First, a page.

The Caribbean Defined

Cayman Brac: Where Beauty is Skin-Diver Deep

Nov 15, 2001
Outside Magazine

Looking to open an offshore bank account? Book a trip to Grand Cayman. Dock-flat desolation? Little Cayman. But if you want stellar scuba diving, climbable cliffs, ridiculously friendly locals, a smattering of beachfront resorts, and enough Happy Hours to keep you steeped in a week's worth of perma-grins, head for cigar-shaped Cayman Brac, about 165 miles northwest of Jamaica. This scruffy, hard-baked, 12-by-two-mile isle is not Bali-Hai beautiful, but it does have some pleasantly surprising topography: A cave-pocked limestone spine runs along the middle of the island, rising to 140 feet on its sheer east end; just offshore, teeming spur-and-groove reefs, coral- and sponge-flocked 3,000-foot vertical walls, and vertigo-inducing water clarity combine to produce some of the planet's best diving.

The Sporting Life
There are 50 or so mostly current-free dive sites around the Brac, with water temperatures hovering between 75 and 85 degrees and visibility usually to 150 feet. Some sites, including the sponge-heavy Radar Reef, just 150 yards off the boat ramp at Stake Bay, can be reached from shore by strong swimmers. Other notable dives: Tarpon Reef, with deep sand gullies, thick staghorn coral, and schools of nearly unspookable giant tarpon; Rock Monster Chimney wall, with several coral-chimney swim-throughs; and an intentionally sunk 300-foot Russian frigate, home now to barracuda, angelfish, jacks, groupers, and giant jewfish. Call Reef Divers (two-tank dive, $80; 800-327-3835; or Dive Tiara (two-tank dive, $60Ð$90; 800-367-3484; Climbers can tackle some 70 bolted routes between 5.8 and 5.12 at seven different locations on the bluff; locals rebolted most routes with titanium glue-ins after stainless-steel bolts began breaking down. There are no climbing outfitters on the island; get detailed climbing-route information from local rock jock John Byrnes, owner of the Bluff View House (970-493-5801; Anglers will find bonefish, tarpon, and possibly permit in the flats ($80Ð $150; Munny's Fishing Service, 345-948-1228); and marlin, tuna, and wahoo out beyond the reef ($350Ð$600; Barefoot Watersports Ltd; 345-948-1537).

The Beach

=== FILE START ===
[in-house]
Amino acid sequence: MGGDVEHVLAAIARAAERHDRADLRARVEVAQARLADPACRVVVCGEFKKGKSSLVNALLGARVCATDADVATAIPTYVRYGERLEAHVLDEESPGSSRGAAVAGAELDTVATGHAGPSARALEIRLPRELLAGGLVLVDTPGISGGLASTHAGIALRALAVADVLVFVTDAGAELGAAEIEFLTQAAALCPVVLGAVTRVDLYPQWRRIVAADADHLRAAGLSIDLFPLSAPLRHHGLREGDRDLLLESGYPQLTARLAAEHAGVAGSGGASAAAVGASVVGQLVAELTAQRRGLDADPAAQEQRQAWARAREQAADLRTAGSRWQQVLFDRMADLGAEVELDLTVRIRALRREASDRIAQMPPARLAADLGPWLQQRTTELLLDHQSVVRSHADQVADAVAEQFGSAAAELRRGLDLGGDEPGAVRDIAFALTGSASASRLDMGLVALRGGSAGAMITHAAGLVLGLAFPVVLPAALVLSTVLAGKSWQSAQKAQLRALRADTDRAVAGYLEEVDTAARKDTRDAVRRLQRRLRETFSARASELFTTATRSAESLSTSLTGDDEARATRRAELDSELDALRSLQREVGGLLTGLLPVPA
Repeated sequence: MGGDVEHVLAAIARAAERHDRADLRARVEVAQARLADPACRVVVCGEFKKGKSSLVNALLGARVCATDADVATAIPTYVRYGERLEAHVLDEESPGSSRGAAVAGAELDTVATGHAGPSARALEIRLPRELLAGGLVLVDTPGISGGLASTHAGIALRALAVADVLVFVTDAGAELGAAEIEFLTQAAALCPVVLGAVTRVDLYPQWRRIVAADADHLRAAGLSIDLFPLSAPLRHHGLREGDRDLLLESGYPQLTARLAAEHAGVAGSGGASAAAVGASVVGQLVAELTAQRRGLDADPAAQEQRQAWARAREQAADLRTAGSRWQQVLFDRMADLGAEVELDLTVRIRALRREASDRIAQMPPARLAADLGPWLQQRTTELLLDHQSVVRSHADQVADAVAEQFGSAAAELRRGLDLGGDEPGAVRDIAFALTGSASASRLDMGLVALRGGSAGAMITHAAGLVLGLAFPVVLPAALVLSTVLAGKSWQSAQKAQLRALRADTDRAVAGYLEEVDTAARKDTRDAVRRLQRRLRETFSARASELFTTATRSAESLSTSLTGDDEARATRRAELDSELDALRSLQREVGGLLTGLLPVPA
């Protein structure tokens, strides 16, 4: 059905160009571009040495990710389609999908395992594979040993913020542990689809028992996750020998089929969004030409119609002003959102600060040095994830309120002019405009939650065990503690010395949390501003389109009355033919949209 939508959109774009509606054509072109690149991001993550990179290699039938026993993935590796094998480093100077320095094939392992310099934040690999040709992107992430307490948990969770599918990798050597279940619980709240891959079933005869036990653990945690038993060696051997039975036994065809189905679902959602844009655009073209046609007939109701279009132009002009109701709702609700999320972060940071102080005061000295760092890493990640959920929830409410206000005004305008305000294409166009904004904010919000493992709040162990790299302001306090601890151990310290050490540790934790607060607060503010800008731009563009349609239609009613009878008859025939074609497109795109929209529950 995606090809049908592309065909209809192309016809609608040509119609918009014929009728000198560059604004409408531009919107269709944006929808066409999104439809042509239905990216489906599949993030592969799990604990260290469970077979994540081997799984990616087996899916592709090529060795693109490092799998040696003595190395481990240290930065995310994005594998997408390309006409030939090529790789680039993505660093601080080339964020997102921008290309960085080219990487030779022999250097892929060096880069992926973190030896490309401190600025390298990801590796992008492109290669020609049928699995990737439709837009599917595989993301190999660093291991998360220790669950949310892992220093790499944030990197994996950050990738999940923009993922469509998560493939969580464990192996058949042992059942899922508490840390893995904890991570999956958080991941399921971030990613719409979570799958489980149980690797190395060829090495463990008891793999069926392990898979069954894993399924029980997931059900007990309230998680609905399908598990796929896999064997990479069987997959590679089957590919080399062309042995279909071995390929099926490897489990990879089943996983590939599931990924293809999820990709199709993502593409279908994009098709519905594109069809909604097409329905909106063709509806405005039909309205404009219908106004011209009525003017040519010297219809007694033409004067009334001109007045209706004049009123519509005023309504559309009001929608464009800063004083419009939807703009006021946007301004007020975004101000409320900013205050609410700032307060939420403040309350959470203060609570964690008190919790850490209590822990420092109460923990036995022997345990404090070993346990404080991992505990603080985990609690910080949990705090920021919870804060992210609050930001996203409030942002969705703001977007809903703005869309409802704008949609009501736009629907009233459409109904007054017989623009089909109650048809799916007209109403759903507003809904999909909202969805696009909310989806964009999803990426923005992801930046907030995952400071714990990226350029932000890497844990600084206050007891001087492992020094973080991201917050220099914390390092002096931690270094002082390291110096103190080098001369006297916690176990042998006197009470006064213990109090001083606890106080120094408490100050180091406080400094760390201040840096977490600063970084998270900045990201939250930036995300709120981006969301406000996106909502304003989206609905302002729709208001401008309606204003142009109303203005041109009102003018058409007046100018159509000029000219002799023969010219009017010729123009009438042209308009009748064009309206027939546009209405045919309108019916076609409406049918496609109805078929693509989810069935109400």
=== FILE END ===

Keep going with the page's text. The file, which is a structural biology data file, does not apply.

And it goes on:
While most of the shoreline is ironstone that will shred your bare feet, there are stretches of sweet sand, especially on the island's west end, where the Brac's few resorts are clustered. The best swimming area is in the lagoon at the small public beach on Southeast Bay; it's protected by a snorkelable coral reef about 50 yards offshore.

After the Sun Goes Down
Head for The Captain's Table Bar and Restaurant at the west-end beachfront Brac Caribbean Beach Village—just past the 15-foot-high statue of Blackbeard the Pirate—where visitors, divemasters, and expats load up on Coronas and conch fritters.

Lay Your Sunburned Head At...
The Brac Reef Beach Resort (three-night packages with diving cost $528Ð$686 per person; 800-327-3835;, on the island's westernmost point, has a pool, a sandy beach, 40 air-conditioned rooms, and the ubiquitous yet essential tiki bar; the excellent Reef Divers operation is based here. Climbers head for the two-unit east-end Bluff View House (doubles from $80 per night, with full kitchens; 970-493-5801), within easy walking distance of some of the island's best climbing routes.

Très Cayman Brac
Dive as deeply and as frequently as your divemaster and decompression charts will allow. Take an afternoon jeep ride to the east end and be waved at by every human you encounter. The night before you head home, power down several frozen mudslide cocktails at The Captain's Table, ask the bartender for paint, decorate a piece of driftwood with witty farewell rhymes, and hammer your sign onto the already jammed post by the pool.

The Price of Paradise
Construction of homes for wealthy foreigners has jacked land prices out of reach for most—1.75 acres of prime beachfront can cost as much as $925,000—and has created potential for reef-wrecking runoff, and an overabundance of know-it-all divers with expensive gadgets.

Resources: Cayman Islands Tourist Board (800-346-3313; Cayman Brac info:

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